Stupid Questions

Most writers complain about the people who come to hear them talk. Or rather the questions they ask.
Abner Dean for Parks.jpg

Abner Dean

Why do people ask such stupid questions?

At a literary festival in Bordeaux I found myself being introduced to the French writer Frédéric Verger. I wasn’t familiar with the name and he explained that he had published just one novel, but that it had been shortlisted for this year’s Prix Goncourt. Since he was evidently in his mid-fifties, I was surprised, and asked him how come he had started so late. He explained that he had tried novels in his early twenties, been rejected, spent much of his life teaching literature in high school and then decided to try again, this time with success. It was an unusual story. I asked him how his presentations were going at the festival and he said fine, except that at the end the public asked such dumb questions.


“Like why I’ve only written one novel when I’m fifty-four.”

Most writers complain about the people who come to hear them talk. Or rather the questions they ask. We need the public, of course, to feel important, to have a reason for presenting our books. When the seats are all full we say it is a good audience, we’re enthusiastic, especially if they show signs of participation when we read. If they laugh when they should, in particular. “But when it comes to questions, they always ask about your life,” complains Caroline Lamarche. She is sitting next to me at a book signing. The French have what I am sure is a counterproductive policy of getting authors to sit for hours at a time at book stands in sweltering pavilions just in case someone should want to buy a book of theirs and have it autographed. This way we look like country folk who have brought their beans to market, undermining commercially useful myths of our charismatic and mysterious talent. Still, the scene does give me time to examine the covers of Lamarche’s novels. They appear to be about love, sex, and violence. She seems an interesting lady and I would like to ask her a little about her life, but am afraid of seeming dumb.

In a car heading to the airport I’m alone in the back seat while the two up front—one of the festival organizers and a fellow writer—chat away in French. I look up the writer’s photo in the festival catalogue and find name his Louis Philippe Dalembert, he hails from Port-au-Prince. Then I see that his novel, Ballade d’un amour inachevé, “revisits the earthquakes of Aquila and Haiti, at both of which the author found himself involved.” Aquila, is in the Abruzzo region of Italy, my territory. I toss in a question in Italian and it turns out Dalembert speaks the language perfectly. His wife is from Aquila, mine from Pescara just down the road. He talks interestingly about being in the city the days after the quake, the question of whether to write about it and if so, whether a memoir or a novel. In fact it was while he was mulling this over that he went back to Haiti for a visit and got caught up in the quake there. I ask him how his presentation went. “Fine, but for the stupid questions afterwards,” he says.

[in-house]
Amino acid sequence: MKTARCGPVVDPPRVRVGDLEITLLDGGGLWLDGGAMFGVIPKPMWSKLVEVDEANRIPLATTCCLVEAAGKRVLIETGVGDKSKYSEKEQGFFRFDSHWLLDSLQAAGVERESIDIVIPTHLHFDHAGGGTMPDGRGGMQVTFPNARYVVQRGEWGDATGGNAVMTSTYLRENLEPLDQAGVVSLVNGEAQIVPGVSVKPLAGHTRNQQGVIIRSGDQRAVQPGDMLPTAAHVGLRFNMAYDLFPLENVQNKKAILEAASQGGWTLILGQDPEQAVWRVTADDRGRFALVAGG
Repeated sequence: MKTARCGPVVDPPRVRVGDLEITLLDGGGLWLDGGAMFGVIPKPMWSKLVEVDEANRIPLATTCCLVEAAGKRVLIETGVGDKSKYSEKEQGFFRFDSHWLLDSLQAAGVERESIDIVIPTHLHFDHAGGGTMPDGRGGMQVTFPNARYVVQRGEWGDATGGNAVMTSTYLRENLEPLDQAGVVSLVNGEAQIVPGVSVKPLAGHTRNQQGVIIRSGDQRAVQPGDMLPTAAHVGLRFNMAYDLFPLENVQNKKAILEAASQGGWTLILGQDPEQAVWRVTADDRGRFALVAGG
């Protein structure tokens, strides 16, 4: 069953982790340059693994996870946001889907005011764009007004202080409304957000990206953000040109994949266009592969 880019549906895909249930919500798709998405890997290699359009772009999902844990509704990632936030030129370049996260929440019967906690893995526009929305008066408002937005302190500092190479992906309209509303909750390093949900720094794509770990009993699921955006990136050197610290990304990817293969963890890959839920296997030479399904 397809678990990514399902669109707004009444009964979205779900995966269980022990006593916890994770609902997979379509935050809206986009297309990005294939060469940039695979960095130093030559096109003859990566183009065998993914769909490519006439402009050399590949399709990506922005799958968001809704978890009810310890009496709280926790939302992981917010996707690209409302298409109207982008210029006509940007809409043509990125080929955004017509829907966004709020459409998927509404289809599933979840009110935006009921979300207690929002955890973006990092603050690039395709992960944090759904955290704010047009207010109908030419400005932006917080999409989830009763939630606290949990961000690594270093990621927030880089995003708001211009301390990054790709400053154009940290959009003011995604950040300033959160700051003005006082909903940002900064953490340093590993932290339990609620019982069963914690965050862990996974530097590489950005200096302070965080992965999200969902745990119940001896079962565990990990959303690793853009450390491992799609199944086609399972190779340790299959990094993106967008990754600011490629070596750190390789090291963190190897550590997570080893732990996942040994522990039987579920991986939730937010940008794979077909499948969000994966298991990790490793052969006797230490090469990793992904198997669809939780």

Enough. It’s time to wonder whether these people who come to see us talk about our books are really asking dumb questions, or the wrong questions. Why are writers so determined to focus exclusively on their novels, as if there were no continuity between writing and life?

One of the problems is how difficult it is to talk usefully and entertainingly about books in these circumstances. One arrives in a tent with a hundred-odd seats, of which half are occupied. A presenter who may or may not have really read your book offers a potted version of your life that mainly amounts to age, bibliography, and accolades. The novel you are presenting is sketched out: a few items of plot, the suggestion of some kind of theme or message. Listening to this you are overwhelmed by the enormous gap between the density and complexity, the sheer volume of what you have written and this drastic reduction.

Meantime, among the audience, a small group have already read the book, so anything they hear about it is infinitely less than what they already know. Another group have never read anything you’ve written, so they are hardly the wiser from these few formulaic crumbs. Those who’ve read other books of yours but not this one will be trying to fit what’s being said with what they’ve read, which, if you write very similar novels, may be easy enough, and if you write drastically different ones well nigh impossible. In my case the present novel is set on a meditation retreat, but they may have read the one featuring kayaking in the alps, or a coach trip to take a petition to the European Parliament.